WASHINGTON, Oct. 22 (Xinhua) -- The decision by U.S. space agency NASA to lift the ban prohibiting Chinese scientists from attending an upcoming conference has been lauded by China.
The move clears obstacles and opens up a channel for bilateral cooperation on space exploration between China and the U.S., which is conducive to the Chinese people, the American people and the human race as a whole.
Six Chinese scientists had their applications to attend the Kepler conference, scheduled to take place at NASA's Ames Research Center in California in November, rejected.
Simply stating that their bids were "being reviewed for clearance," NASA closed the door to Chinese scientists without giving solid reasons. However, on Tuesday the agency revealed it had "corrected" the decision to ban the researchers from attending.
"Yes, the scientists of Chinese origin who initially were excluded from applying to attend the Kepler Science Conference at the NASA's Ames Research Center next month now are able to apply," NASA spokesman Allard Beutel said.
The lifting of the ban was confirmed by one of the researchers, who told Xinhua Tuesday he has been granted security clearance from the space agency.
"Yes, everything is cleared," said the researcher, who declined to be named. "I'll be there (the Kepler conference)."
While this obstacle has seemingly been removed, there could be more in future, hindering the progress of China-U.S. cooperation on space.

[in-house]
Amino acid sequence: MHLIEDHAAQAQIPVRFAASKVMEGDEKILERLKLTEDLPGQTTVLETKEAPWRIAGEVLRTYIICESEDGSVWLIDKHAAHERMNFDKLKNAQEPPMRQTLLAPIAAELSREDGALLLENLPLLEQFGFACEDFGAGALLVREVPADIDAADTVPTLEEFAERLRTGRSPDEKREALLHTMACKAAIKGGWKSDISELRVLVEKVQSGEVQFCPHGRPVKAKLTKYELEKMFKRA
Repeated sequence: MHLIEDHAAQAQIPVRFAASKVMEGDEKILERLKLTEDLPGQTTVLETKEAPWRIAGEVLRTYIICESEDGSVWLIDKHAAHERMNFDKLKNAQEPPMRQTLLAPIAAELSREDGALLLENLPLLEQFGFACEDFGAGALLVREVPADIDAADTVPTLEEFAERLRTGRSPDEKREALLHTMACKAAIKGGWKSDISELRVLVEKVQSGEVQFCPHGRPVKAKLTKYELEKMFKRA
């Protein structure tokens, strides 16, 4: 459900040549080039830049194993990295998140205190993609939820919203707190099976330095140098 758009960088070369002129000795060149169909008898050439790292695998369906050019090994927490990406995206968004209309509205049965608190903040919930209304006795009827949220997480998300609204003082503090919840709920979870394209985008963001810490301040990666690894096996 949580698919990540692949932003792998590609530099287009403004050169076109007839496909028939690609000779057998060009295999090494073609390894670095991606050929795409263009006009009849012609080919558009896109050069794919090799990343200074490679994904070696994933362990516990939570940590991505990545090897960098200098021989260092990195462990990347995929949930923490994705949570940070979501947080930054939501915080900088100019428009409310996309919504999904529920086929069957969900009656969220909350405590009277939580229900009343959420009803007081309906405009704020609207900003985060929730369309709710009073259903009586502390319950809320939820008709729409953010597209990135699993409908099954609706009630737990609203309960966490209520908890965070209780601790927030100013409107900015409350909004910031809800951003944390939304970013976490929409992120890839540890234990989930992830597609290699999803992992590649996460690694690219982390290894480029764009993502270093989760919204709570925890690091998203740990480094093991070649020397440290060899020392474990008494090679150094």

The ban was based on a controversial law passed in 2011 by Frank Wolf, chairman of the House Appropriations subcommittee that funds NASA, which prohibits government funds from being used to host Chinese nationals at NASA facilities.
This "Wolf Clause" discriminating against Chinese scientists could still be employed whenever politicians consider it useful.
Gregory Kulacki, a senior analyst with the U.S.-based Union of Concerned Scientists' Global Security Program, believes that the furore surrounding the now-repealed ban is a wake-up call for "a few individuals within the United States Congress," in particular Congressman Frank Wolf.
Kulacki said the language of the law is "so broad, and the legal and financial penalties associated with potential violations so threatening, that even U.S. organizations not directly administered by NASA are afraid to reach out to colleagues in China."
He warned that until the legislation itself is removed, these kinds of incidents will "remain a constant feature" of U.S.-China relations with regards to space.
"It's improper to disqualify Chinese researchers from international exchange due to their nationality," said an unidentified spokesperson with the China Association for Science and Technology.
The exploration of the universe is a shared interest for all human beings, and international exchange and cooperation are vital to advancing scientific progress, the spokesperson said.
Leroy Chiao, a former NASA astronaut and commander of the International Space Station, said that Russians, Europeans and even the Canadians have called to bring China into the partnership.
NASA Administrator Charles Bolden, before his Asia trip in September, said that the Earth-science initiatives can benefit people around the world as they study and learn more about their home planet in the context of space.
The United States and China could start working together on space debris mitigation, disaster management and planetary science projects, Bolden suggested.
While there is room for China and the U.S. to work together in space science and exploration, rational and justified measures are needed to clear obstacles and bridge the divide.
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